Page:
But first, the response that left our jaw on the floor:
“I consider myself Indigenous Latinx. I have a trilingual experience growing up with listening and speaking a mixture of Mixtec, Spanish and English #indigenouslatinx” – @jeanettejaguar.
Wow Jeanette! That is so beautiful, thank you for sharing with us. If you ever want to talk to us about your Mixtec cultura and your upbringing let us know, we’re all ears!
Being Latine means embracing the skin you’re in…
“Being a Latino means I’m beautifully brown.” – @pepelokz
“Means brown is beautiful! Was taught at a young age the girls who had brown skin, brown eyes, and brown hair like me were the prettiest. 💕” – @_cynnreneerose
…and not letting anyone tell you how you should or shouldn’t feel.
“It means being unapologetically brown and proud and not letting other oppress our culture and beliefs 👏🏽” – @_ottootto_
“always persevering and continuously learn about ones culture or cultures as to not repeat the same mistakes of the past! I’m a proud Mutt of Mexican born parents! Never have I denied my culture and being what I am I would gladly die fighting then on my knees ✊🏼🇲🇽” – @immanuel_rosa
“Being a Latina is being unsure if it’s okay to claim being Latina. It means fear of being rejected by both cultures that make up my being. It means to laugh at myself as being white wash so that i can pretend it doesn’t hurt when I hear from family and friends around me. It means to constantly be looking for my roots because neither groups want to claim me.” – @miszjean
First of all, whoever made you feel like you weren’t enough is projecting their own beliefs onto you! You said it yourself, both cultures make up your being. You are not either/or, you are BOTH, and that’s something that’s within you, regardless of what other people have to say. Do whatever makes you feel more secure in your identity; if it’s not knowing enough about your cultura that you are self conscious of, all the knowledge in the world is just a Google search away. There’s always going to be people telling you what to do and how you should feel, but that’s their problem, you are supported and loved and you are accepted just the way you are, and if you don’t think so, keep reading to check out Ana Martinez’s answer a little further below.
“Well I feel like I am not living up the standards of being resilient. I am struggling to get my career or studies done, I just feel overwhelmed about the pressures of being an immigrant, disabled, and with chronic issues. I don’t know how my grandma did it coming from a indentured farming family to a businesswoman in her prime time in Mexico- considering that she was not a white woman or a criollo or from a rich family. I am very tired of fighting. I am exhausted. I don’t think I represent anything of Latinx/Latina/Latine, but my grandma DOES represent that. 🇲🇽🌻” – @pandapanda_26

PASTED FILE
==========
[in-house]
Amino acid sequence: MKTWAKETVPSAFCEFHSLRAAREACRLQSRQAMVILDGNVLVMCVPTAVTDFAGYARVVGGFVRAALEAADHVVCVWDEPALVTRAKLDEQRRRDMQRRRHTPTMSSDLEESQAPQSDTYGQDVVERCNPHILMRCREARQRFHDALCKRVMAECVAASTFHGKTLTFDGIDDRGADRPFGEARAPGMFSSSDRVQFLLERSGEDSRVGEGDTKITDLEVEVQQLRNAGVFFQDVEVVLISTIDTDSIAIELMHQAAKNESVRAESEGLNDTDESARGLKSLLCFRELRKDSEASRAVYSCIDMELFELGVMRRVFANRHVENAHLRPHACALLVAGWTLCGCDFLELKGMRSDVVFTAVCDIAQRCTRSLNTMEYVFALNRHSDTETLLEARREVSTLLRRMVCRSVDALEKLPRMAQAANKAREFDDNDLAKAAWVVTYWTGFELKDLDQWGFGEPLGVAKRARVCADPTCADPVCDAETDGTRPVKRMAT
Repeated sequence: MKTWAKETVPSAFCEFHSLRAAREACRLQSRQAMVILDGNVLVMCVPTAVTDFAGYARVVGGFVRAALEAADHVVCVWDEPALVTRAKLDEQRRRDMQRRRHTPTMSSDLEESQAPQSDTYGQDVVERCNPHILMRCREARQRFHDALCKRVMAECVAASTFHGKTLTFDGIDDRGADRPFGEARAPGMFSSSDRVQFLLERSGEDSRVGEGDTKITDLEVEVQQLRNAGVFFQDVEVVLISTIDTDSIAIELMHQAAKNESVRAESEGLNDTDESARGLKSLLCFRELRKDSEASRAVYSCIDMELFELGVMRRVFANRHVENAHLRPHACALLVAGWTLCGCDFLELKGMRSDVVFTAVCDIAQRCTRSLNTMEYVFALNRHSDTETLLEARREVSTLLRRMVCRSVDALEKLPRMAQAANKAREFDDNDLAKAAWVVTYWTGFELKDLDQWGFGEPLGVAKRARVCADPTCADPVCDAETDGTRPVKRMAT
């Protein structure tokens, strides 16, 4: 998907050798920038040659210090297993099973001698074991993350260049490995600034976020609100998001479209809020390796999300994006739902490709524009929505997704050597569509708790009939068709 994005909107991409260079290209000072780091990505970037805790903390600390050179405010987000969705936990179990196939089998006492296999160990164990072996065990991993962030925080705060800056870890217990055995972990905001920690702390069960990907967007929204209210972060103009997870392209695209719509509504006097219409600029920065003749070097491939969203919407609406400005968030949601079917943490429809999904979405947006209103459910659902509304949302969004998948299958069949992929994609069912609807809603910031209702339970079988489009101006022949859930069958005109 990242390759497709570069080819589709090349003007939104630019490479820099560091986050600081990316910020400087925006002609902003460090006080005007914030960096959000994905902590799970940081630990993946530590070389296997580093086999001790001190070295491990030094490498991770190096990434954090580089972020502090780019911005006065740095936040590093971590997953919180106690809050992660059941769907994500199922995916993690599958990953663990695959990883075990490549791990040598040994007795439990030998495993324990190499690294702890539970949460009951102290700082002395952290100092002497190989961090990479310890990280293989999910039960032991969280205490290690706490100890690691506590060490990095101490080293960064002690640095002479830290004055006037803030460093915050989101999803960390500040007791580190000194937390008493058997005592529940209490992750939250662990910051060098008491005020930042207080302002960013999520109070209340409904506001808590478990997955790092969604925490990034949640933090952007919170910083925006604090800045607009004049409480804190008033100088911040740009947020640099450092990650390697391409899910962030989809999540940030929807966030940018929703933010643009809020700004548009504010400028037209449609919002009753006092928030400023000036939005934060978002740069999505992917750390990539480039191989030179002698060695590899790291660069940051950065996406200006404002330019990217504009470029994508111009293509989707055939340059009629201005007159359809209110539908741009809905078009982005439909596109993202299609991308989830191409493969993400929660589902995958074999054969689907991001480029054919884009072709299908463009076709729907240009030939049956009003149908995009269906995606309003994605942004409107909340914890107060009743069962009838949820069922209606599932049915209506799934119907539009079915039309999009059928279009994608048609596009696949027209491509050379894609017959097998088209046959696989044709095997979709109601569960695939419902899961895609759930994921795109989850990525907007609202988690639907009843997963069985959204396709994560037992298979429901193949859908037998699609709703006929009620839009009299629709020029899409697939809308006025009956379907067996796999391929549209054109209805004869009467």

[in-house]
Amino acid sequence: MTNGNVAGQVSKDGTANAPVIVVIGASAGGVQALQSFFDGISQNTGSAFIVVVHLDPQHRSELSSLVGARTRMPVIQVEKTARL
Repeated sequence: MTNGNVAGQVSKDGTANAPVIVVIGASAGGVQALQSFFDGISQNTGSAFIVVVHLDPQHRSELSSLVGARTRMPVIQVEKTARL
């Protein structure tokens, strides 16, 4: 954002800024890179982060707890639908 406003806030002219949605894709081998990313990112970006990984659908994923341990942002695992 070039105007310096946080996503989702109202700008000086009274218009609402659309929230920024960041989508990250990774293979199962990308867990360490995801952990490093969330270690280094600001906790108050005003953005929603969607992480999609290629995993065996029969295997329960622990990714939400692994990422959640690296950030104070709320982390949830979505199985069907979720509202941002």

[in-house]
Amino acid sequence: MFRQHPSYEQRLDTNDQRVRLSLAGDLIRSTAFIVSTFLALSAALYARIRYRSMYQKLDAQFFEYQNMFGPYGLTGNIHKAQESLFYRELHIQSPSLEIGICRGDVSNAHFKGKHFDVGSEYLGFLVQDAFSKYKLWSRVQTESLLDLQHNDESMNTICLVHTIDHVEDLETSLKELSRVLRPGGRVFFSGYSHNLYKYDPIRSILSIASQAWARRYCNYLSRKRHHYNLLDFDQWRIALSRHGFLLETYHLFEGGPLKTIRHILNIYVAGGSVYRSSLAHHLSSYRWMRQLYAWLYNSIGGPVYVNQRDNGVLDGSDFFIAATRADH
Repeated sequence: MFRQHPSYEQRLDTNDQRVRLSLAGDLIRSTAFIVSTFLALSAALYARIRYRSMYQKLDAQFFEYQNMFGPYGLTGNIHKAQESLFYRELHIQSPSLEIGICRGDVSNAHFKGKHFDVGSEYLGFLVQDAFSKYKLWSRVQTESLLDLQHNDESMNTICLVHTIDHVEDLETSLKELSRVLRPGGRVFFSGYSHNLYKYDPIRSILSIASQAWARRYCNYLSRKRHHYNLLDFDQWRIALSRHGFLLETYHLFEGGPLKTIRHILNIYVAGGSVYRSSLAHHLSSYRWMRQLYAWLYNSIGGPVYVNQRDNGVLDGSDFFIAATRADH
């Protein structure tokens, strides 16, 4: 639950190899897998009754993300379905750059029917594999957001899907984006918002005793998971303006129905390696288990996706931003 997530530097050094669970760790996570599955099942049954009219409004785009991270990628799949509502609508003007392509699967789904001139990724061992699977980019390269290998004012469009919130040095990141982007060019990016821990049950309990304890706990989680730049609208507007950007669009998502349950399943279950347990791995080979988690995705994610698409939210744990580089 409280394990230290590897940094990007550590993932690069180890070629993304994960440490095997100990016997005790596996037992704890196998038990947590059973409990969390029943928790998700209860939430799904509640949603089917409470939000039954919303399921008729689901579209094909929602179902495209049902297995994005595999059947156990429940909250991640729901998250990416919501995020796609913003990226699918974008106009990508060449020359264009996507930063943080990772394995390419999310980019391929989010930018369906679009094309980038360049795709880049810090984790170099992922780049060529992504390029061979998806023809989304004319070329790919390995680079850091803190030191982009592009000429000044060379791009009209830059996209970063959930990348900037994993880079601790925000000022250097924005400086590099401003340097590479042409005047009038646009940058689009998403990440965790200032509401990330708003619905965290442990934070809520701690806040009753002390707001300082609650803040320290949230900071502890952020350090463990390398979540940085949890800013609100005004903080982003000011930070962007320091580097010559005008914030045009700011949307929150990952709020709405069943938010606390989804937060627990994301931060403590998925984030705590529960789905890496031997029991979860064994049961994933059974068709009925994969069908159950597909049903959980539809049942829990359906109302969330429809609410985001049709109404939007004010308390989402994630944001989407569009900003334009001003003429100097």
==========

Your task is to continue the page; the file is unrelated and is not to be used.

It’s not fair for us to compare our obstacles and challenges to those of anyone else, especially our parents’ and abuelos’. Granted, sometimes it’s hard not to, especially when we consider the lives they led and the sacrifices they were forced to make along the way, but we’re never going to feel like what we do is enough if we’re always comparing ourselves to them. It’s hard not to feel intimidated when things seem to go wrong or when things get tough but mija, you’re doing amazing! Growth is hard and uncomfortable and sometimes we fall but the most important thing is that we pick ourselves up and keep going. That’s exactly what we saw when we read your response: someone who has overcome many challenges and is tired af but is still here, growing and learning and echandole ganas. Think about a time when you overcame something you thought you wouldn’t. See? You can do anything as long as you actually try, your abuelita’s blood is in you, and you cannot fail. *Sending you a big virtual hug*
“Being Latina means being proud of your culture, and being a princess and a warrior.” – @j98oo
“What being Latina means to me: you have the upmost knowledge and first hand experience of struggles( it be family, self, work) getting by just to stay afloat(financially, emotionally, physically) but most importantly the exposure and lessons embedded in us by our adult leaders(parents/ guardians/grandparents) in our life. But on the other side of that coins what makes us Latinas unique is beside all of the above we still are shown how to hard workers, humble, and resilient.” – @tati_rivas90
“It means I love to dance. It means family will always be the most important thing in the world to me. It means I might sound like a gringa to some pero the spanish comes out real quick when im angry, smitten by a cute dog, or in other situations I better not say. It means I belong to a group of people they act like they can’t see. It means I have to explain myself to my white boyfriend over and over again. It means every time I go back home to miami a part of me that’s always empty gets filled. It means vallenatos, mi abuelita, My finca in colombia, the navidades that can never be the same again ❤️” – @saraamayaaa
At the end of the day, remember that where we are born does not determine who we are.
“It means that just because we were born in the 🇺🇸.. being children of a Mexican immigrants… we are Latinos” – @anamartinez67
We hope that you are feeling just as inspired by these responses as we are.